- Potts SG, Biesmeijer JC, Kremen C, Neumann P, Schweiger O, Kunin WE (2010) Global pollinator declines: trends, impacts and drivers. Trends Ecol Evol 25(6):345–353CrossRefPubMedGoogle Scholar
- Roulston TH, Goodell K (2011) The role of resources and risks in regulating wild bee populations. Annu Rev Entomol 56(1):293–312CrossRefPubMedGoogle Scholar
- Savu C, Trede M (2010) Hierarchies of archimedean copulas. Quant Finance 10(3):295–304CrossRefGoogle Scholar
- Silva RdS, Lopes HF (2008) Copula, marginal distributions and model selection: a bayesian note. Stat Comput 18(3):313–320CrossRefGoogle Scholar
- Sklar A (1959) Fonctions de répartition à \(n\) dimensions et leurs marges. Publications de l’Institut de Statistique de l’Université de Paris 8:229–231Google Scholar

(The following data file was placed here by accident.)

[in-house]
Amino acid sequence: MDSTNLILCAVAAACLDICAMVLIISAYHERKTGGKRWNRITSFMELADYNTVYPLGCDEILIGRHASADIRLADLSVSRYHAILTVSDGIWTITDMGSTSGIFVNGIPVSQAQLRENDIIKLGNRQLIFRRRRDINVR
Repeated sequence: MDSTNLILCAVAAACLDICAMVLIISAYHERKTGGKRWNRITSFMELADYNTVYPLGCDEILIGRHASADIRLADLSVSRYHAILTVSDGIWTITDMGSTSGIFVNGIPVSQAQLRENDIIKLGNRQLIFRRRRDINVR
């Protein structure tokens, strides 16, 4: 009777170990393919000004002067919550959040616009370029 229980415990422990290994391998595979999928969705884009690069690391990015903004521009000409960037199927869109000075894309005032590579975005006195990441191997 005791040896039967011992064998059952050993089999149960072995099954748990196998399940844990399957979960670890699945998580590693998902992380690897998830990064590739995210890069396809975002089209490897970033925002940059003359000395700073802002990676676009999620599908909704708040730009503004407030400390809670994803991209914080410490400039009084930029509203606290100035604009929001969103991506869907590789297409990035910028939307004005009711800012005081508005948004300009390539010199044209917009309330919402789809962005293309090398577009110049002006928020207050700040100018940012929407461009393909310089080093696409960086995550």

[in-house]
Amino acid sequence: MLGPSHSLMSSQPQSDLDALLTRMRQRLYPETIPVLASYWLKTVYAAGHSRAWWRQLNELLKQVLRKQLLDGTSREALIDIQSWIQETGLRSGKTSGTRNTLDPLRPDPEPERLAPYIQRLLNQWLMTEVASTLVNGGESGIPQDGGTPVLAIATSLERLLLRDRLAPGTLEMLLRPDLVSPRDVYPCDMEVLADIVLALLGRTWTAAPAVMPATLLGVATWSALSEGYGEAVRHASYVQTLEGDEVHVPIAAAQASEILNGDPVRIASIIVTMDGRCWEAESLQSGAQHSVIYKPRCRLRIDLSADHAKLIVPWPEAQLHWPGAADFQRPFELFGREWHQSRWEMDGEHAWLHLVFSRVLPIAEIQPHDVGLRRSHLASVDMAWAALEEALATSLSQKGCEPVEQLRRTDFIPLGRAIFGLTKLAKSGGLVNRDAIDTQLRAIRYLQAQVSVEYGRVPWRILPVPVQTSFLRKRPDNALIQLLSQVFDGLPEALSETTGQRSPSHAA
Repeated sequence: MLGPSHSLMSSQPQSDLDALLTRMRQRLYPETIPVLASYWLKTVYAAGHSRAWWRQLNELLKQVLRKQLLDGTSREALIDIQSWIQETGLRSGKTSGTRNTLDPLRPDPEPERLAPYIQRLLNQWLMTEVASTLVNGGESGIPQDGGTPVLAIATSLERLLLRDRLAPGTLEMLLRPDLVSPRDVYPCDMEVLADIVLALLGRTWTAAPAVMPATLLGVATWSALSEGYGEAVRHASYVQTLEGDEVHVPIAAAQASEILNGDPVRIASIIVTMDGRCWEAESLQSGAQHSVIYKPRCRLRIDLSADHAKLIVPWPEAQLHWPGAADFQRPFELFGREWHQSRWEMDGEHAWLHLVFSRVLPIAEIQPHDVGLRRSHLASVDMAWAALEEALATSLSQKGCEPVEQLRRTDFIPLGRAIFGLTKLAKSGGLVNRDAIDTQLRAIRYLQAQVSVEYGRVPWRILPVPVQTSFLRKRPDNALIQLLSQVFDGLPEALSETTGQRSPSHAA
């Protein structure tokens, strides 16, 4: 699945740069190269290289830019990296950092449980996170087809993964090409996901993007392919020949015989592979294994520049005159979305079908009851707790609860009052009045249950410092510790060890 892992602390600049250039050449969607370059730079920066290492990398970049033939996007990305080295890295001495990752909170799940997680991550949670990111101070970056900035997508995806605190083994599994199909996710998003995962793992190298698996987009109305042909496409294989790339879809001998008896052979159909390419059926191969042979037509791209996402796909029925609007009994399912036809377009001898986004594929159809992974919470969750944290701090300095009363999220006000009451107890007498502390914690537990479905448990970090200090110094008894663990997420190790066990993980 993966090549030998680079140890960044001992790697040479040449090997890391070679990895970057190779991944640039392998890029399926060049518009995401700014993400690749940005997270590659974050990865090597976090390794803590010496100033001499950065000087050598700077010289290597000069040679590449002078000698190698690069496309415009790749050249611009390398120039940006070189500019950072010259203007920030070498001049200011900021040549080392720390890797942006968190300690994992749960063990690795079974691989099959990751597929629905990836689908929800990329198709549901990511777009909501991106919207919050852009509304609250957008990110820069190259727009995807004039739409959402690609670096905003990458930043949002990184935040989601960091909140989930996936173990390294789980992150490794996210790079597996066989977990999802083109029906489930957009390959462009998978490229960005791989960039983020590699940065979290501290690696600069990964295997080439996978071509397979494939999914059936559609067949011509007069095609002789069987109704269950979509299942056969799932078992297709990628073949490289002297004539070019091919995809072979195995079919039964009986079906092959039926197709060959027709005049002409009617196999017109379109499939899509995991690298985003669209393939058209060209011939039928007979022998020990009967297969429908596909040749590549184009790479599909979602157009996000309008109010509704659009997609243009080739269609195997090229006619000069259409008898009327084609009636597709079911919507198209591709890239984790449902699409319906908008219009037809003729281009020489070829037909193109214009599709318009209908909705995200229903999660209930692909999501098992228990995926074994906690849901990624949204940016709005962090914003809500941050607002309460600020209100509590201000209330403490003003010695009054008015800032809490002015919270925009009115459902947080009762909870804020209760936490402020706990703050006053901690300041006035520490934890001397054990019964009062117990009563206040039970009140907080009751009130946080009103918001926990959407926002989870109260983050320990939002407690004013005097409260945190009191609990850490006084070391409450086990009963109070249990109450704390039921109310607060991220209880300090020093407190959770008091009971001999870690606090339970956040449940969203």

- Spiegelhalter DJ, Best NG, Carlin BP, Van Der Linde A (2002) Bayesian measures of model complexity and fit. J R Stat Soc Ser B (Stat Methodol) 64(4):583–639CrossRefGoogle Scholar
- Watanabe S (2010) Asymptotic equivalence of bayes cross validation and widely applicable information criterion in singular learning theory. J Mach Learn Res 11:3571–3594Google Scholar
- Winfree R, Aguilar R, Vázquez DP, LeBuhn G, Aizen MA (2009) A meta-analysis of bees’ responses to anthropogenic disturbance. Ecology 90(8):2068–2076CrossRefPubMedGoogle Scholar

## Copyright information

**Open Access**This article is distributed under the terms of the Creative Commons Attribution 4.0 International License (http://creativecommons.org/licenses/by/4.0/), which permits unrestricted use, distribution, and reproduction in any medium, provided you give appropriate credit to the original author(s) and the source, provide a link to the Creative Commons license, and indicate if changes were made.